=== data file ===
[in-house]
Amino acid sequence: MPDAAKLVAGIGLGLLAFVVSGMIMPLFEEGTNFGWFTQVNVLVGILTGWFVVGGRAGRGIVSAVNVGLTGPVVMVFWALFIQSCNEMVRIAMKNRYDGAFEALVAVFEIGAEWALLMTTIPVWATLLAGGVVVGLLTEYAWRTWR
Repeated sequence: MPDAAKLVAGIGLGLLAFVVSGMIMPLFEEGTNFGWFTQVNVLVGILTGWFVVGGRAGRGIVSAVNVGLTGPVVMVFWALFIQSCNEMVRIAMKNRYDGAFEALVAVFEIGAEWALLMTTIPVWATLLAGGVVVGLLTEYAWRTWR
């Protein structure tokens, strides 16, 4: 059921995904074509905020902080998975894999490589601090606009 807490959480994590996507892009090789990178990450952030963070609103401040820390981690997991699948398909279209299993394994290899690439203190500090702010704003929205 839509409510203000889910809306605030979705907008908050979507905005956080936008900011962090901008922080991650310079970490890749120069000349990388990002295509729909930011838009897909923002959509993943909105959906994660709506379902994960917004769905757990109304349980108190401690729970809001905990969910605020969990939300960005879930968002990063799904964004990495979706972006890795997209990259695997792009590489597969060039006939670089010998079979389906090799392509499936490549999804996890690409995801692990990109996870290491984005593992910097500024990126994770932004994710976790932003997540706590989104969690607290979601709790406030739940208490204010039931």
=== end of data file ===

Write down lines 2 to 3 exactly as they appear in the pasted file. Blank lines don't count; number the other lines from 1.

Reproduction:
Amino acid sequence: MPDAAKLVAGIGLGLLAFVVSGMIMPLFEEGTNFGWFTQVNVLVGILTGWFVVGGRAGRGIVSAVNVGLTGPVVMVFWALFIQSCNEMVRIAMKNRYDGAFEALVAVFEIGAEWALLMTTIPVWATLLAGGVVVGLLTEYAWRTWR
Repeated sequence: MPDAAKLVAGIGLGLLAFVVSGMIMPLFEEGTNFGWFTQVNVLVGILTGWFVVGGRAGRGIVSAVNVGLTGPVVMVFWALFIQSCNEMVRIAMKNRYDGAFEALVAVFEIGAEWALLMTTIPVWATLLAGGVVVGLLTEYAWRTWR